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Mike Ciavarella's picture

Is Tribology Approaching Its Golden Age? Grand Challenges in Engineering Education and Tribological Research

An interesting paper by VL Popov which suggests many problems of tribology are still very far from being remotely solved.  Despite the very detailed theories for example on rough contact using fractal surfaces on which we have debated mainly academically , there is not a single theory for any quantitative prediction of friction coefficient which can vary by 1 order of magnitude and its dependence on many variables, let alone wear coefficient which can vary up to 7 orders of magnitude.  What is left to do, other than measure?   Is tribology bound to be in practice just an experimental area? 

Mike Ciavarella's picture

More replies to Yavari, fractals, strongly emotional disputes, and what really leads to Nobel prize

Dear Yavari

I have promised more replies on Mandelbrot, fractals, strongly emotive discussions in journals, and here is a coincise statement, which I take from a Nobel prize, prematurely passed away last year.  I think it has a lot to teach (including the kind of attitude that leads to Nobel prize, i.e. close to no human weakness), you will recognize the real name of the "Caesar" in this book is somebody with a 58 pages CV on his web site, most likely.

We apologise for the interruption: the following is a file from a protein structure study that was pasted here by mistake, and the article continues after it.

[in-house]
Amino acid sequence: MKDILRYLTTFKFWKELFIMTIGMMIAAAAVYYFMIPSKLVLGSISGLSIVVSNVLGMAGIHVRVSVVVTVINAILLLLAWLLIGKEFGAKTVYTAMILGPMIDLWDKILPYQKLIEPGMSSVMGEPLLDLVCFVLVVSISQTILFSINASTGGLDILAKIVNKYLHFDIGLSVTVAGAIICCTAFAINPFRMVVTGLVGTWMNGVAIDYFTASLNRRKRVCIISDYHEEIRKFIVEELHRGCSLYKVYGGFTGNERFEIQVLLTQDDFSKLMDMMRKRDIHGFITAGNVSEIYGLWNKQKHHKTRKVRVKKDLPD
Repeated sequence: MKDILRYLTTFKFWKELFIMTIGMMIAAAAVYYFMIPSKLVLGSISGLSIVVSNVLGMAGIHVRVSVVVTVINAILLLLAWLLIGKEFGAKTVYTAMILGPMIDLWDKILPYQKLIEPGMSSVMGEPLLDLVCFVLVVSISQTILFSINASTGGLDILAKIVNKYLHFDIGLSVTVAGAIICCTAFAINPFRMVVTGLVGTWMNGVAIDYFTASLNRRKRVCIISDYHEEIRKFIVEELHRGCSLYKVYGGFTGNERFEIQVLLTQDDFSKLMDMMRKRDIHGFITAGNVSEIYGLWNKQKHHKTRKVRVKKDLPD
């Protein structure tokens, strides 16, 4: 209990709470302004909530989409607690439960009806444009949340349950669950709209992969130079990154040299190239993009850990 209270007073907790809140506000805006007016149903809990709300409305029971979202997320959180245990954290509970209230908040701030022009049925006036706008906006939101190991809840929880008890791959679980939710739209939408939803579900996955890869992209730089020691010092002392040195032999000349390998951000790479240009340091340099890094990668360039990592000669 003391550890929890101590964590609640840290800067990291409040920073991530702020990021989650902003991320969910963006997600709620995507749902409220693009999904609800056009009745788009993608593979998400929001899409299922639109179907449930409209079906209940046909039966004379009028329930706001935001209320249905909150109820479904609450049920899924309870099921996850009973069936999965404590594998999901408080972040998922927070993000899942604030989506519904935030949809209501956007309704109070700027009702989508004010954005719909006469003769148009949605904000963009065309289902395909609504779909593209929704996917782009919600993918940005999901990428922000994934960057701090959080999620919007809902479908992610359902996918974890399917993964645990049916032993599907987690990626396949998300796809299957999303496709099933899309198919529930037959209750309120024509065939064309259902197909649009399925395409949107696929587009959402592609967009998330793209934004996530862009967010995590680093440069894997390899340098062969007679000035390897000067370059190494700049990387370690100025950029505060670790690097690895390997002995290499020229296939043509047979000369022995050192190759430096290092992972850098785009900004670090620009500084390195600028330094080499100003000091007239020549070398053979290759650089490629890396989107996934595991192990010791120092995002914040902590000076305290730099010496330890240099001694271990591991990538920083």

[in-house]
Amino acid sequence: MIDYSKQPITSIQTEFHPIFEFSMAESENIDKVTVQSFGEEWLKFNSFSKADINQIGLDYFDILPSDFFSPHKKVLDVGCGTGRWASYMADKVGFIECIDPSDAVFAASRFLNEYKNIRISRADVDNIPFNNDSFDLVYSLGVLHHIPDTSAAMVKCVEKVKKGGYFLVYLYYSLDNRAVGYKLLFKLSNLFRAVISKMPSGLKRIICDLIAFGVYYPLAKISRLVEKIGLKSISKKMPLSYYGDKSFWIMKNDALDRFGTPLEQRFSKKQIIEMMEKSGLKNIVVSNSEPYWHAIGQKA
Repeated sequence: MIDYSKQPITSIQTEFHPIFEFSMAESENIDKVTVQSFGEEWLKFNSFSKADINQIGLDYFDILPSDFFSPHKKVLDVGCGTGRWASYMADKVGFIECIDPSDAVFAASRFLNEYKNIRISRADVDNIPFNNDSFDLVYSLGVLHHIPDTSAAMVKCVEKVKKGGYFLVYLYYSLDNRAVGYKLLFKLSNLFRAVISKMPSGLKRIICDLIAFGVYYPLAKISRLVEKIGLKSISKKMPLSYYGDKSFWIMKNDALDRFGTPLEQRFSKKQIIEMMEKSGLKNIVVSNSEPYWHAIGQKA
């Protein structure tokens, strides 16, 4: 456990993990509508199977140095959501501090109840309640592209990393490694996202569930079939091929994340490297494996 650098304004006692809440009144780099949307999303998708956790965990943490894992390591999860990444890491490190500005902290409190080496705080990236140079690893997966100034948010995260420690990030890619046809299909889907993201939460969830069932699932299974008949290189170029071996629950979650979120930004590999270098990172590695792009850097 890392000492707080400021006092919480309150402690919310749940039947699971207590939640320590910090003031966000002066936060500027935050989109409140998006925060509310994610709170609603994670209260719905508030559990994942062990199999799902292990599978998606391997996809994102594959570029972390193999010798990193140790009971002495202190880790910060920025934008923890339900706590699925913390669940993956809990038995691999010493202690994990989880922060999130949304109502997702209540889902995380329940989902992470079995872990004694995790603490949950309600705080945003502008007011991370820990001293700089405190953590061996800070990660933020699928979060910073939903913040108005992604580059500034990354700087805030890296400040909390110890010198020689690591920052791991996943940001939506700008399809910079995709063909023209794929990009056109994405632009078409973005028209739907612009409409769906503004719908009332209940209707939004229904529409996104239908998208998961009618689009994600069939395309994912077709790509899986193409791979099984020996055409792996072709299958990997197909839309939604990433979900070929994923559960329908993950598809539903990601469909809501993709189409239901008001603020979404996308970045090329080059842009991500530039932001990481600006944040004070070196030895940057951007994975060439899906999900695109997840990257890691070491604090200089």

For a better idea of fractals, read please the other attachment.



Mike Ciavarella's picture

Contact mechanics of rough surfaces: is Persson's theory better than Greenwood & Willamson?

A recent string of papers originated from Persson's paper in the physics literature contain a number of interesting new ideas, but compare, of the many theories for randomly rough surfaces, only Persson's and Bush et al, BGT. These papers often assume the original Greenwood and Williamson (GW) theory [1] to be inaccurate, but unfortunately do not test it, assuming BGT to be its better version. The original GW however is, I will show below, still the best paper and method today (not surprisingly, as not many papers have the level of 1300 citations), containing generally less assumptions than any other model, including the constitutive equation which does not need to be elastic! I just submitted this Letter to the Editor: On "Contact mechanics of real vs. randomly rough surfaces: A Green's function molecular dynamics study" by C. Campaña and M. H. Müser, EPL, 77 (2007) 38005. C. Campaña and M. H. Müser also make several questionable statements, including a dubious interpretation of their own results, and do not even cite the original GW paper; hence, we find useful to make some comments.

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